I have some code below. I hope it can log a and b correctly, but as the result, it logs a as 1, b is not defined with error:

Uncaught ReferenceError: b is not defined

function foo(){
    var a = 1
    let b = 2
    (function bar() {
        console.log(a)
        console.log(b)
    }())
}
console.log(foo());

If I change the code to make the bar as a function declaration, every thing is fine

function foo(){
    var a = 1
    let b = 2
    function bar() {
        console.log(a)
        console.log(b)
    }
    bar()
}
console.log(foo());

I know some thing about function scope, block scope, hoisting. But I really don't understand what happens make the b to be 'not defined'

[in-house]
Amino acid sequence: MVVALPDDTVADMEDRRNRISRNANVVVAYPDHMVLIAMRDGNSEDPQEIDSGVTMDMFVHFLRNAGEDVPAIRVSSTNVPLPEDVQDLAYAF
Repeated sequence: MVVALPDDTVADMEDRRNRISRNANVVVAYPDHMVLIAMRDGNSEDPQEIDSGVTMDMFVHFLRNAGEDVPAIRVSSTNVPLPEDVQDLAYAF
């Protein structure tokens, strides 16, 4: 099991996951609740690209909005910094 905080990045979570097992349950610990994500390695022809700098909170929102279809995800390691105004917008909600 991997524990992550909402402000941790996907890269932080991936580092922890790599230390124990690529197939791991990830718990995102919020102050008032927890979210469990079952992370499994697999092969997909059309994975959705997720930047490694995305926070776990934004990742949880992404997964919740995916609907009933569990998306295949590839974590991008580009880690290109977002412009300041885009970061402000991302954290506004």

All the code above was run in the Chrome 66's devTools

up vote 1 down vote accepted

This is one of the reasons not to rely on Automatic Semicolon Insertion (ASI) unless you and every programmer who might conceivably work on the code are very clear on the rules for ASI.

Your code is trying to call 2 as a function, passing in the result of calling your bar function as an argument, because the () around the following IIFE can be reasonably (by ASI rules) considered part of the let b = statement. Since calling bar happens before b is declared (it's not declared until after its initializer runs), you get the error.

If we change the line breaks a bit you can see what's going on:

function foo(){
    var a = 1
    let b = 2(function bar() {
        console.log(a)
        console.log(b)
    }());
}
console.log(foo());

Adding the ; fixes it:

function foo(){
    var a = 1;
    let b = 2;
    (function bar() {
        console.log(a);
        console.log(b);
    }());
}
console.log(foo());

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